JULY 10, 2018 —Newbuilding orders slowed across all major ship types in the second quarter of this year, after over $10 billion was committed in the first quarter, according to VesselsValue’s analyst Court Smith.
According to VesselsVale data, the total committed to new deliveries is now at the lowest since the start of 2016. As might be expected, ordering trends in the start of the year were highest in the markets that were seeing the highest returns. This includes the dry bulk and LNG carrier markets, while interest in the low earnings environment tanker markets was softer. In one sense this highlights the short-term view that some investors take of the market. It still appears to be easier to secure financing for ships in a strong market as opposed to those that are suffering in the doldrums.
VesselsValue’s Smith says rising asking prices from shipyards are partially to blame in the downturn in new orders. Higher steel prices, smaller workforces, and less willingness by the yards creditors to accept low margins are contributing to lower buyer interest. The slowdown in newbuilds is an encouraging sign that over-ordering may not be a significant issue. Some of the market segments have a large outstanding orderbook, but most of these are offset by an equal number of ships on the water, which are equal to their recycling value. If orders remain between the $4 billion to $8 billion level through rest of the year it should support the asset values of younger ships as well.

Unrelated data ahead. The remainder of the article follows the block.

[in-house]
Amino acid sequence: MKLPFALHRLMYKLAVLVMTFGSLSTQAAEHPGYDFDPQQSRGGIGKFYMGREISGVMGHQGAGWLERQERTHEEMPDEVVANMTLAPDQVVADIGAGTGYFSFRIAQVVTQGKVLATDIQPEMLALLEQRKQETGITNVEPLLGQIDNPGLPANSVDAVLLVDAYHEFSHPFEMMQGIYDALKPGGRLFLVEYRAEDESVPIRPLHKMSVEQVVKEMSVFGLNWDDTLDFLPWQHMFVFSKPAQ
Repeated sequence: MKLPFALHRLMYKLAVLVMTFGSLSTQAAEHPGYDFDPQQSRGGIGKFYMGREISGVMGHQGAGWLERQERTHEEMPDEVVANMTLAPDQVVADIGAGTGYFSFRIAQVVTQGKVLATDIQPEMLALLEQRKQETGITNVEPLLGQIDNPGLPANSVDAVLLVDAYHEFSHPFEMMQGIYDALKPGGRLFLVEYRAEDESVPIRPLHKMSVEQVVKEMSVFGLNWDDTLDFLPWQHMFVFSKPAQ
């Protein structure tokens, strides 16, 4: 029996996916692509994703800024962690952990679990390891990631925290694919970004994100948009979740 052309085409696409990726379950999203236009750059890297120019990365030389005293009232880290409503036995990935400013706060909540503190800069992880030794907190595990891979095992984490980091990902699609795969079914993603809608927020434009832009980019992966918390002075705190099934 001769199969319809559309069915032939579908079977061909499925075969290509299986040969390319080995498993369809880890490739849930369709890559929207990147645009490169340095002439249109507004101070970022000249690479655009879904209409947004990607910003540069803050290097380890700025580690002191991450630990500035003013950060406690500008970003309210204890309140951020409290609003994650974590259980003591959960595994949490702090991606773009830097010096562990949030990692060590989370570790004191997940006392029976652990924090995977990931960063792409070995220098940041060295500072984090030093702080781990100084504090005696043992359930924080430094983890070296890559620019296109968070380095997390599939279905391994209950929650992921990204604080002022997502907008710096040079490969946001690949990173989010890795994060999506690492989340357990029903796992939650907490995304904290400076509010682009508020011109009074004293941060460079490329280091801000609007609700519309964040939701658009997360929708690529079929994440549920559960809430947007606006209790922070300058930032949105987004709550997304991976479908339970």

The headwinds to global trade may give some owners pause in fleet renewal plans, especially in the container and dry bulk markets, which would be directly impacted by the higher prices for consumer goods which would result from tariffs. However, most shipping markets appear to be at their trough level or improving, which should encourage more investor interest in newbuilds going forward. The shift in money being committed to the ships is a good reminder that the cyclical nature of the business remains intact.